A 51-year-old Anchorage woman was sentenced Tuesday to spend 35 years in prison for shooting and killing a stranger on the Fourth of July nearly three years ago.
It’s still not clear why Sharlene Townsend shot 66-year-old Donald Jordan that day. A motive was never disclosed in court documents or during a more than three-hour sentencing hearing in Anchorage Superior Court attended by family members of both Jordan and Townsend.
The day of the shooting on July 4, 2020, Townsend asked a friend to drive her to Mountain View and got out of the vehicle with a gun, Assistant District Attorney Whitney Bostick said during Tuesday’s hearing. Surveillance footage showed that Townsend walked up the street past Jordan, then walked back and waited until he sat down in his chair to fire at him multiple times, Bostick said.
Witnesses saw the shooting and helped identify Townsend, according to an affidavit written by an Anchorage Police Department detective summarizing police reports.
Townsend waved the gun toward the bystanders before returning to her friend’s nearby vehicle, Bostick said. Her friend confronted her about the shooting and tried to take the gun away, but was unable to get the weapon, the police affidavit said. During the struggle, Townsend threatened to shoot the friend and her family, Bostick said.
Townsend returned to the scene shortly after, but was wearing different clothing and styled her hair differently, the prosecutor said. Witnesses identified her as the shooter and she was taken to police headquarters for questioning. Investigators later found the gun, which was determined to be stolen, hidden in luggage that belonged to Townsend.
Townsend agreed to plead guilty last summer to second-degree murder, third-degree assault and second-degree theft. First- and second-degree murder charges were dismissed as part of the plea agreement.
Townsend’s attorney, public defender Julia Moudy, said Tuesday that Townsend was blacked out during the shooting and cannot recall what happened. Townsend has a long history of drug and alcohol addiction and also deals with post-traumatic stress disorder, Moudy said.
Anchorage police detective Christina Roberts, however, testified Tuesday that she did not note any signs of impairment when Townsend was interviewed.
Townsend told Anchorage Superior Court Judge Jack McKenna during the hearing that she has been undergoing treatment programs while incarcerated at Hiland Mountain Correctional Center. Her son died in a car crash while she was incarcerated, Townsend said, and she’s lost a number of other friends and family. She feels “deep remorse” for her actions and plans to use the remainder of her time in prison to better herself, Townsend said.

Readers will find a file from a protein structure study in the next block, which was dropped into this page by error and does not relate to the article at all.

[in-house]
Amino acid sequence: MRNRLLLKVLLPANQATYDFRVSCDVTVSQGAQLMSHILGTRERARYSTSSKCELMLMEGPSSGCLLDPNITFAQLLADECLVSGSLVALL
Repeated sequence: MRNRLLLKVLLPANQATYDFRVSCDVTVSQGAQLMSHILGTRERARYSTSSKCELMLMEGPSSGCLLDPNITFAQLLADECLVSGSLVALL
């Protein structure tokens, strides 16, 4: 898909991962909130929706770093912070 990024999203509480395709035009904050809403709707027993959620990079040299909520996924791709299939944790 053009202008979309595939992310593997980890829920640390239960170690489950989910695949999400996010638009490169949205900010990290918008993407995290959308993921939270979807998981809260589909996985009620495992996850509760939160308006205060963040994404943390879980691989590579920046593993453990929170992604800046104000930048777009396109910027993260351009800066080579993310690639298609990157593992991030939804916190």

She also apologized to Jordan’s family and asked for forgiveness. Townsend began to cry as she read her prepared statement and asked her attorney to read the rest of it.
“I’m so sorry to put you through this,” Moudy read from Townsend’s statement. “I’m sorry for the crime that I committed and not a day goes by that I don’t think about what I have done.”
Jordan’s death was heartbreaking for his large, tight-knit family, they said Tuesday. His daughter, brother and nieces spoke at the hearing about how their uncle loved his family and deeply cared about his neighborhood.
Jordan, who also went by the nickname Bama because he grew up in Alabama, moved to Mountain View in the 1980s after serving in the Vietnam War with the U.S. Army, his daughter Sasha Jordan said. Donald Jordan took pride in his service and was buried in his uniform, Sasha Jordan said.
Donald Jordan was “a legend in Mountain View,” his brother Michael M.J. Jordan said. He loved to sit outside and talk with people, which is what he was doing the day he was shot, his brother said.
“He was a person that would take people in if they needed to be taken in, he would help feed people,” he said.
Mountain View has been a central part of their lives, Sasha Jordan said. Her father moved to Texas to be closer to her for several years, but returned home to Anchorage in 2018 to be closer to other family who lived in the neighborhood while he underwent treatment for prostate cancer, his daughter said.
It’s difficult not knowing why Donald Jordan was killed, his brother said. There’s a sense of relief and closure now that the court proceedings are done, but Michael M.J. Jordan said he had hoped for a longer sentence.
McKenna sentenced Townsend to serve 35 years in prison and 10 years of probation after she’s released.